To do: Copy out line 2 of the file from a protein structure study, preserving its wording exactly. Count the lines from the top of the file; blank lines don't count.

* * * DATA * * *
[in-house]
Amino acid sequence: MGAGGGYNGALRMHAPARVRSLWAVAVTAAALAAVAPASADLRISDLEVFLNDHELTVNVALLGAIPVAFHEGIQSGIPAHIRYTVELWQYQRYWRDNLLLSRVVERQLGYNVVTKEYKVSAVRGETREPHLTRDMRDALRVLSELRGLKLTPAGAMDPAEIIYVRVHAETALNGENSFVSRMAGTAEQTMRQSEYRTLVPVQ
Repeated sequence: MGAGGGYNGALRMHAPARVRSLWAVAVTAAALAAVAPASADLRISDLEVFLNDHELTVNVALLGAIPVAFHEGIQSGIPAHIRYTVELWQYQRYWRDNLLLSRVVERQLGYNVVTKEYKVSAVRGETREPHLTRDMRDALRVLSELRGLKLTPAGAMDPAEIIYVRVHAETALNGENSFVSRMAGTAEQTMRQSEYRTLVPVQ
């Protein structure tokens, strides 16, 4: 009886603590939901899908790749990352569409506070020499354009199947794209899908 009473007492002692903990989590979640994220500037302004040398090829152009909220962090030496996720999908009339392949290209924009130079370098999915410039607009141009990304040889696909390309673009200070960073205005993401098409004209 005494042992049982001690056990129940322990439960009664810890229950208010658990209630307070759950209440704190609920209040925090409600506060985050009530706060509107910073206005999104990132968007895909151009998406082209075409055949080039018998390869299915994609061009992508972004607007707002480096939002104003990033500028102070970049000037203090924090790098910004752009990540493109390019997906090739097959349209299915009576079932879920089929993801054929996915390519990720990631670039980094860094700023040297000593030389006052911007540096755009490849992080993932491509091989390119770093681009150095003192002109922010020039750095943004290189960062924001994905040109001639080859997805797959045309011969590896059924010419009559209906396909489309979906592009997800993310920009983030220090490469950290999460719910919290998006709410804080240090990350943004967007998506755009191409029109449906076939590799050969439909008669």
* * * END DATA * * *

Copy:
Amino acid sequence: MGAGGGYNGALRMHAPARVRSLWAVAVTAAALAAVAPASADLRISDLEVFLNDHELTVNVALLGAIPVAFHEGIQSGIPAHIRYTVELWQYQRYWRDNLLLSRVVERQLGYNVVTKEYKVSAVRGETREPHLTRDMRDALRVLSELRGLKLTPAGAMDPAEIIYVRVHAETALNGENSFVSRMAGTAEQTMRQSEYRTLVPVQ